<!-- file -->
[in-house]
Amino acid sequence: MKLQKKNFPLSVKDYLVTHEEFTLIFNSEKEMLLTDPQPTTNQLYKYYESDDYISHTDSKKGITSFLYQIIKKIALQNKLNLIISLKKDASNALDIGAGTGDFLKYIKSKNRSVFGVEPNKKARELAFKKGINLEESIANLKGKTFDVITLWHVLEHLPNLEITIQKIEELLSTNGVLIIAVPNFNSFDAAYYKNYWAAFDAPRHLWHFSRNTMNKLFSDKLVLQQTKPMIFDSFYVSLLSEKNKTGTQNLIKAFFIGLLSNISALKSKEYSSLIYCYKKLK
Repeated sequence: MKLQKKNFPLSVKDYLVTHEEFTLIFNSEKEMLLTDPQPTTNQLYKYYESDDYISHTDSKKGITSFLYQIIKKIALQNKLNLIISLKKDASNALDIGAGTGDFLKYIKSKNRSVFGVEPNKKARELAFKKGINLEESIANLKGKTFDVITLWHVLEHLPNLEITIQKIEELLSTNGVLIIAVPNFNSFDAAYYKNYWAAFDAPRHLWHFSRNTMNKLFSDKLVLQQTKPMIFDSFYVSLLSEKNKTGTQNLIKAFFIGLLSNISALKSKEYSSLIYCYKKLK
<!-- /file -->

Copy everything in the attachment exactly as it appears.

[in-house]
Amino acid sequence: MKLQKKNFPLSVKDYLVTHEEFTLIFNSEKEMLLTDPQPTTNQLYKYYESDDYISHTDSKKGITSFLYQIIKKIALQNKLNLIISLKKDASNALDIGAGTGDFLKYIKSKNRSVFGVEPNKKARELAFKKGINLEESIANLKGKTFDVITLWHVLEHLPNLEITIQKIEELLSTNGVLIIAVPNFNSFDAAYYKNYWAAFDAPRHLWHFSRNTMNKLFSDKLVLQQTKPMIFDSFYVSLLSEKNKTGTQNLIKAFFIGLLSNISALKSKEYSSLIYCYKKLK
Repeated sequence: MKLQKKNFPLSVKDYLVTHEEFTLIFNSEKEMLLTDPQPTTNQLYKYYESDDYISHTDSKKGITSFLYQIIKKIALQNKLNLIISLKKDASNALDIGAGTGDFLKYIKSKNRSVFGVEPNKKARELAFKKGINLEESIANLKGKTFDVITLWHVLEHLPNLEITIQKIEELLSTNGVLIIAVPNFNSFDAAYYKNYWAAFDAPRHLWHFSRNTMNKLFSDKLVLQQTKPMIFDSFYVSLLSEKNKTGTQNLIKAFFIGLLSNISALKSKEYSSLIYCYKKLK